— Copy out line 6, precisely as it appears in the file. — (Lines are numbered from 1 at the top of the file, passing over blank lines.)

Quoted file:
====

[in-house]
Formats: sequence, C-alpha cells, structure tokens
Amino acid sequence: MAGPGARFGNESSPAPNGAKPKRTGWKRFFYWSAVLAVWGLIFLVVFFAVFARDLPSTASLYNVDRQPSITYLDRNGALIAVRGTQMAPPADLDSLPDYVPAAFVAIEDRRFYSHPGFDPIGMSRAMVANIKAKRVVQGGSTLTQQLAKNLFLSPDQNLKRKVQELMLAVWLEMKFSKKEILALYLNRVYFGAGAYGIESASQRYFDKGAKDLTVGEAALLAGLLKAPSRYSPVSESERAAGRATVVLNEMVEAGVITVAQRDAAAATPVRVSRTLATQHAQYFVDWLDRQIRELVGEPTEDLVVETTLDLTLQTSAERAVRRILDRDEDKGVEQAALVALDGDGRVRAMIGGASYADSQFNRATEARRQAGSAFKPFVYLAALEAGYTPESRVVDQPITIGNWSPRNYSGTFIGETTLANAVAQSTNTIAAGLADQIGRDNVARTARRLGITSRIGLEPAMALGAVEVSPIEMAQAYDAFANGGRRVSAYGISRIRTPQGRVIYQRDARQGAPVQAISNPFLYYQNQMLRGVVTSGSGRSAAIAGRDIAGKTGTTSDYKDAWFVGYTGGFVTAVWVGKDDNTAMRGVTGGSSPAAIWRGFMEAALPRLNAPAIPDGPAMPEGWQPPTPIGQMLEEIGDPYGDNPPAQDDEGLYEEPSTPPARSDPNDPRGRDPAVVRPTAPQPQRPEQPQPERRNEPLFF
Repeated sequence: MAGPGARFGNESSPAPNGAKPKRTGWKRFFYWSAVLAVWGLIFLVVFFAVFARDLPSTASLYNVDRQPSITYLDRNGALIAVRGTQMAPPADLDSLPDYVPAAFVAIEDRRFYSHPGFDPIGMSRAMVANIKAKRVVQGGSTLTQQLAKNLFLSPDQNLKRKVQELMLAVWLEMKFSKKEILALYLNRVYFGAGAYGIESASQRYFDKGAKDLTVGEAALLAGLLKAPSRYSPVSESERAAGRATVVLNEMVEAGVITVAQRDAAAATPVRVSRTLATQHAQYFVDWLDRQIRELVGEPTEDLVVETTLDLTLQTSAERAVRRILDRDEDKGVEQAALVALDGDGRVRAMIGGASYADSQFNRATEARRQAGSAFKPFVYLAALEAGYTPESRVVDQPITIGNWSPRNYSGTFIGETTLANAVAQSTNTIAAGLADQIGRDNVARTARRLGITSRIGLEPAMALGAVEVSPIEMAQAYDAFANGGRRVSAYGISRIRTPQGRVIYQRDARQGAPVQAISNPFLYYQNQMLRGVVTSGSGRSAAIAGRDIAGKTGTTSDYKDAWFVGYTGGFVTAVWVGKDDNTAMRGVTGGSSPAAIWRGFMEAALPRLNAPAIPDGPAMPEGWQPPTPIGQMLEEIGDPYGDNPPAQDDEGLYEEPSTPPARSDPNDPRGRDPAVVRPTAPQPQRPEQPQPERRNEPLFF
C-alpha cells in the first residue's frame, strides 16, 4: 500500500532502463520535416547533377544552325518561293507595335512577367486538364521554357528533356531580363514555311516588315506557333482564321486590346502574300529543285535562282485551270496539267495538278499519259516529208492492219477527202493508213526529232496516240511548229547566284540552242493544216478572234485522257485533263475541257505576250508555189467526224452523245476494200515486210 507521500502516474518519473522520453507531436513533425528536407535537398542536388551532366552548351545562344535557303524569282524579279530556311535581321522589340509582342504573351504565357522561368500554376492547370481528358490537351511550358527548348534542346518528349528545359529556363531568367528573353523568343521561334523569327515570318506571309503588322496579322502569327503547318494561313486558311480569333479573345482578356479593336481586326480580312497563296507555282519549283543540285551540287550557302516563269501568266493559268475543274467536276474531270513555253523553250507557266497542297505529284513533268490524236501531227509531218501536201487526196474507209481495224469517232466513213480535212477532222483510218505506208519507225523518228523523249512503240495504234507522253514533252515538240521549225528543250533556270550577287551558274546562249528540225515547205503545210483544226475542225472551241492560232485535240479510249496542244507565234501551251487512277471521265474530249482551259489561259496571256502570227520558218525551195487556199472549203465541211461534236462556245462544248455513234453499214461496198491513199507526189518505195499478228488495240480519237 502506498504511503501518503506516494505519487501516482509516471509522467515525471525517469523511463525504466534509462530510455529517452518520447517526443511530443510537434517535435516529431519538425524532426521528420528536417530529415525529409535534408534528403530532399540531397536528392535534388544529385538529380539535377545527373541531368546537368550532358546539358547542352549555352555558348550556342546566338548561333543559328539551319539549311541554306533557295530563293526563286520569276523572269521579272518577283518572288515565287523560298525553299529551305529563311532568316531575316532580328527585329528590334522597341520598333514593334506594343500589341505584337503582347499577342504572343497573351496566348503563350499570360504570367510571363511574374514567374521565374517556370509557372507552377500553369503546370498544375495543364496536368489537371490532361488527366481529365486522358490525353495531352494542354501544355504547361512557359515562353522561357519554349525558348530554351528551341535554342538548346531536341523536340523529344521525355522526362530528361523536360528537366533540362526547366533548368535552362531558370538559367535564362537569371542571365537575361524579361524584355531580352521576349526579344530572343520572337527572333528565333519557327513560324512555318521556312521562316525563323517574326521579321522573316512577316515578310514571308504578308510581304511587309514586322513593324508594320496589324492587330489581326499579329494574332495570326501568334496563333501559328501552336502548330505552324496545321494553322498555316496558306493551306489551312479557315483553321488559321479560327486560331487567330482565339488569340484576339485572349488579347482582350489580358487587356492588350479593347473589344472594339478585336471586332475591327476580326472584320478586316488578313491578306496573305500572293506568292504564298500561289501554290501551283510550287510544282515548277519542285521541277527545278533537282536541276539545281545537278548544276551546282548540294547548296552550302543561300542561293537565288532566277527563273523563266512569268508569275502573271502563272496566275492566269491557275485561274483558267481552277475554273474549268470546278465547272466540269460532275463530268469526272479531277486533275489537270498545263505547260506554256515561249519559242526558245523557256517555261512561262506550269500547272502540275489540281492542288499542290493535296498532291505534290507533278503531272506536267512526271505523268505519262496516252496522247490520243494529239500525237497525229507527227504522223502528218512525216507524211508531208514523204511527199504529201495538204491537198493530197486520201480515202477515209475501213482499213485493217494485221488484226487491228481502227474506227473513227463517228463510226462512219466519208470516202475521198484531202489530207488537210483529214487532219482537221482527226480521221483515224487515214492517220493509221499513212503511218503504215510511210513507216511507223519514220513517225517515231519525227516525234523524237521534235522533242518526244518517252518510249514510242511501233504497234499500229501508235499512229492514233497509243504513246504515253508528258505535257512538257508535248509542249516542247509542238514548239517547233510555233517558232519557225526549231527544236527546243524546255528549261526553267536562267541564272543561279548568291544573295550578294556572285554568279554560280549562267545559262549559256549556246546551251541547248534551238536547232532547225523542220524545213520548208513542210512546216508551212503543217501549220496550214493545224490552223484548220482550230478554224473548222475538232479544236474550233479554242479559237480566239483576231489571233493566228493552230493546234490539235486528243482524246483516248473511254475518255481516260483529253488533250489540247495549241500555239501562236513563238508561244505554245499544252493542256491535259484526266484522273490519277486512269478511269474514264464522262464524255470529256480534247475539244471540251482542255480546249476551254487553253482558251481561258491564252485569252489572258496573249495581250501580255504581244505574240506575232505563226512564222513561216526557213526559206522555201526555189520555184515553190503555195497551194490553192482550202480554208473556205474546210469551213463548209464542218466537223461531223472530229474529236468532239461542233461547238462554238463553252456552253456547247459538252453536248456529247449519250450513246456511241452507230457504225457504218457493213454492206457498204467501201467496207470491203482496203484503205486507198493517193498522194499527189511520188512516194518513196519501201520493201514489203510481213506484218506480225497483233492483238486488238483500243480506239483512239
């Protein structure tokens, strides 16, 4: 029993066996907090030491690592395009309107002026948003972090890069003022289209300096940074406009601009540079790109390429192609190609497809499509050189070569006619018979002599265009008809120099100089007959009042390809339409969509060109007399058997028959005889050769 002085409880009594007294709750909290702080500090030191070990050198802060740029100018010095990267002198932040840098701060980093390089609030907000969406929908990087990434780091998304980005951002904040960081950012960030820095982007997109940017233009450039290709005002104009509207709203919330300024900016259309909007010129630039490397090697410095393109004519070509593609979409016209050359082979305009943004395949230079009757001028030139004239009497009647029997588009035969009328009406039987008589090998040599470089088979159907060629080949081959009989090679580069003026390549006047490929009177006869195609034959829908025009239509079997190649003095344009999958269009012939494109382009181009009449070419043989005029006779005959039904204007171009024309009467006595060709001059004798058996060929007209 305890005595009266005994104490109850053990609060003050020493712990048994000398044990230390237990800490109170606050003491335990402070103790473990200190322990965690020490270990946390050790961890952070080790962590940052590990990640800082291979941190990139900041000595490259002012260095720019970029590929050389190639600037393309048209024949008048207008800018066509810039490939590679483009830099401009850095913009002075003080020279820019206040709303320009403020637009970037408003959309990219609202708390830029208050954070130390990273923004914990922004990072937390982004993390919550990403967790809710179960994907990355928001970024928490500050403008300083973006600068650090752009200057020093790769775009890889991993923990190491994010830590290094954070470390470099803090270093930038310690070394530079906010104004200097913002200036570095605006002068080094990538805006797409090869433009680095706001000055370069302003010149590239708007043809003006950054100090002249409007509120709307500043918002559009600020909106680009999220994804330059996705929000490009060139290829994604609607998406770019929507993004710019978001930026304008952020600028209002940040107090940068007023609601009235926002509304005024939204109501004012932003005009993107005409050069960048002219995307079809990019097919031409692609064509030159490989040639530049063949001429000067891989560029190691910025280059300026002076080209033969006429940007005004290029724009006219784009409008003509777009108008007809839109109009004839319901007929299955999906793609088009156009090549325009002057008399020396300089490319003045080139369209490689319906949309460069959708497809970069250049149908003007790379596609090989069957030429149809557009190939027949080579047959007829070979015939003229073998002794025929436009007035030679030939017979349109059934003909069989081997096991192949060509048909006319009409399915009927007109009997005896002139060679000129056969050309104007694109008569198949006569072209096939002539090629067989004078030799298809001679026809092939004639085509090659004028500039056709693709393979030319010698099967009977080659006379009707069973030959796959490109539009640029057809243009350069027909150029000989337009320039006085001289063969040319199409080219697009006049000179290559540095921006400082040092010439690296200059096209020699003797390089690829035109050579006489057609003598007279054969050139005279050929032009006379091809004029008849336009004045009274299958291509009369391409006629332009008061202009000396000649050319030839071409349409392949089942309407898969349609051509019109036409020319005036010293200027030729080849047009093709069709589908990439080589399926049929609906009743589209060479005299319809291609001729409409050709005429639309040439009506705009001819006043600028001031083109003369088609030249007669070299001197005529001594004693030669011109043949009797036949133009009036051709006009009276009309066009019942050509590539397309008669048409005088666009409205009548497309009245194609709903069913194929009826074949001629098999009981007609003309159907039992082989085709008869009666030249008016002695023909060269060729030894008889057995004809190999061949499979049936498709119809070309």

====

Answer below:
């Protein structure tokens, strides 16, 4: 029993066996907090030491690592395009309107002026948003972090890069003022289209300096940074406009601009540079790109390429192609190609497809499509050189070569006619018979002599265009008809120099100089007959009042390809339409969509060109007399058997028959005889050769 002085409880009594007294709750909290702080500090030191070990050198802060740029100018010095990267002198932040840098701060980093390089609030907000969406929908990087990434780091998304980005951002904040960081950012960030820095982007997109940017233009450039290709005002104009509207709203919330300024900016259309909007010129630039490397090697410095393109004519070509593609979409016209050359082979305009943004395949230079009757001028030139004239009497009647029997588009035969009328009406039987008589090998040599470089088979159907060629080949081959009989090679580069003026390549006047490929009177006869195609034959829908025009239509079997190649003095344009999958269009012939494109382009181009009449070419043989005029006779005959039904204007171009024309009467006595060709001059004798058996060929007209 305890005595009266005994104490109850053990609060003050020493712990048994000398044990230390237990800490109170606050003491335990402070103790473990200190322990965690020490270990946390050790961890952070080790962590940052590990990640800082291979941190990139900041000595490259002012260095720019970029590929050389190639600037393309048209024949008048207008800018066509810039490939590679483009830099401009850095913009002075003080020279820019206040709303320009403020637009970037408003959309990219609202708390830029208050954070130390990273923004914990922004990072937390982004993390919550990403967790809710179960994907990355928001970024928490500050403008300083973006600068650090752009200057020093790769775009890889991993923990190491994010830590290094954070470390470099803090270093930038310690070394530079906010104004200097913002200036570095605006002068080094990538805006797409090869433009680095706001000055370069302003010149590239708007043809003006950054100090002249409007509120709307500043918002559009600020909106680009999220994804330059996705929000490009060139290829994604609607998406770019929507993004710019978001930026304008952020600028209002940040107090940068007023609601009235926002509304005024939204109501004012932003005009993107005409050069960048002219995307079809990019097919031409692609064509030159490989040639530049063949001429000067891989560029190691910025280059300026002076080209033969006429940007005004290029724009006219784009409008003509777009108008007809839109109009004839319901007929299955999906793609088009156009090549325009002057008399020396300089490319003045080139369209490689319906949309460069959708497809970069250049149908003007790379596609090989069957030429149809557009190939027949080579047959007829070979015939003229073998002794025929436009007035030679030939017979349109059934003909069989081997096991192949060509048909006319009409399915009927007109009997005896002139060679000129056969050309104007694109008569198949006569072209096939002539090629067989004078030799298809001679026809092939004639085509090659004028500039056709693709393979030319010698099967009977080659006379009707069973030959796959490109539009640029057809243009350069027909150029000989337009320039006085001289063969040319199409080219697009006049000179290559540095921006400082040092010439690296200059096209020699003797390089690829035109050579006489057609003598007279054969050139005279050929032009006379091809004029008849336009004045009274299958291509009369391409006629332009008061202009000396000649050319030839071409349409392949089942309407898969349609051509019109036409020319005036010293200027030729080849047009093709069709589908990439080589399926049929609906009743589209060479005299319809291609001729409409050709005429639309040439009506705009001819006043600028001031083109003369088609030249007669070299001197005529001594004693030669011109043949009797036949133009009036051709006009009276009309066009019942050509590539397309008669048409005088666009409205009548497309009245194609709903069913194929009826074949001629098999009981007609003309159907039992082989085709008869009666030249008016002695023909060269060729030894008889057995004809190999061949499979049936498709119809070309």